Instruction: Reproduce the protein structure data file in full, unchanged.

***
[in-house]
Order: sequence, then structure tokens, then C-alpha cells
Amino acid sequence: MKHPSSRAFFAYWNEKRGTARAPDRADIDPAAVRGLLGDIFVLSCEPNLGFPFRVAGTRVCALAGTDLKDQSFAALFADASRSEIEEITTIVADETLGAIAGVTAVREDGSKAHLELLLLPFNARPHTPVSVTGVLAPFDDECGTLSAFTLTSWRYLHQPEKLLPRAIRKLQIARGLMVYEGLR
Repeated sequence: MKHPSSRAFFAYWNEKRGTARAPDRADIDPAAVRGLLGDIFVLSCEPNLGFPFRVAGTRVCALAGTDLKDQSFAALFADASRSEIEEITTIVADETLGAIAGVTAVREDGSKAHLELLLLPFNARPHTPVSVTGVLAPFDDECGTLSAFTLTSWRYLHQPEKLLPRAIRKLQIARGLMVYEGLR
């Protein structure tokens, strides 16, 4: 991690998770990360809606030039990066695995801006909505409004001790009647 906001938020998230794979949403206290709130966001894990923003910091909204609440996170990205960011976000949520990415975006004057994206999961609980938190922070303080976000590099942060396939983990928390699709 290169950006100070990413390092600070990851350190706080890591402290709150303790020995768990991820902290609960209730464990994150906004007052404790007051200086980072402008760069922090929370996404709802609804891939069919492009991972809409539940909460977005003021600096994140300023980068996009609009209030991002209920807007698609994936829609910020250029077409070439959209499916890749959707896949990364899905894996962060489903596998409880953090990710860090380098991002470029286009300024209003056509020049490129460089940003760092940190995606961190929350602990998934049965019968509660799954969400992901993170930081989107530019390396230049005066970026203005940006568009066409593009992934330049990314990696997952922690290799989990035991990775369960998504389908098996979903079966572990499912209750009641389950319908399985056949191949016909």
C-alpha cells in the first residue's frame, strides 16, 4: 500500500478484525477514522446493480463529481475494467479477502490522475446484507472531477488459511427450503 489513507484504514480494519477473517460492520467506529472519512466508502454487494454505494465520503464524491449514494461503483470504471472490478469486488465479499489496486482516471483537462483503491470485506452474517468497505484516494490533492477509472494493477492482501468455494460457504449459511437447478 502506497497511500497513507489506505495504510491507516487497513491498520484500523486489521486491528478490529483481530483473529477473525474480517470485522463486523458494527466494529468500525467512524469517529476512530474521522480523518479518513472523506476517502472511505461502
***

[in-house]
Order: sequence, then structure tokens, then C-alpha cells
Amino acid sequence: MKHPSSRAFFAYWNEKRGTARAPDRADIDPAAVRGLLGDIFVLSCEPNLGFPFRVAGTRVCALAGTDLKDQSFAALFADASRSEIEEITTIVADETLGAIAGVTAVREDGSKAHLELLLLPFNARPHTPVSVTGVLAPFDDECGTLSAFTLTSWRYLHQPEKLLPRAIRKLQIARGLMVYEGLR
Repeated sequence: MKHPSSRAFFAYWNEKRGTARAPDRADIDPAAVRGLLGDIFVLSCEPNLGFPFRVAGTRVCALAGTDLKDQSFAALFADASRSEIEEITTIVADETLGAIAGVTAVREDGSKAHLELLLLPFNARPHTPVSVTGVLAPFDDECGTLSAFTLTSWRYLHQPEKLLPRAIRKLQIARGLMVYEGLR
């Protein structure tokens, strides 16, 4: 991690998770990360809606030039990066695995801006909505409004001790009647 906001938020998230794979949403206290709130966001894990923003910091909204609440996170990205960011976000949520990415975006004057994206999961609980938190922070303080976000590099942060396939983990928390699709 290169950006100070990413390092600070990851350190706080890591402290709150303790020995768990991820902290609960209730464990994150906004007052404790007051200086980072402008760069922090929370996404709802609804891939069919492009991972809409539940909460977005003021600096994140300023980068996009609009209030991002209920807007698609994936829609910020250029077409070439959209499916890749959707896949990364899905894996962060489903596998409880953090990710860090380098991002470029286009300024209003056509020049490129460089940003760092940190995606961190929350602990998934049965019968509660799954969400992901993170930081989107530019390396230049005066970026203005940006568009066409593009992934330049990314990696997952922690290799989990035991990775369960998504389908098996979903079966572990499912209750009641389950319908399985056949191949016909």
C-alpha cells in the first residue's frame, strides 16, 4: 500500500478484525477514522446493480463529481475494467479477502490522475446484507472531477488459511427450503 489513507484504514480494519477473517460492520467506529472519512466508502454487494454505494465520503464524491449514494461503483470504471472490478469486488465479499489496486482516471483537462483503491470485506452474517468497505484516494490533492477509472494493477492482501468455494460457504449459511437447478 502506497497511500497513507489506505495504510491507516487497513491498520484500523486489521486491528478490529483481530483473529477473525474480517470485522463486523458494527466494529468500525467512524469517529476512530474521522480523518479518513472523506476517502472511505461502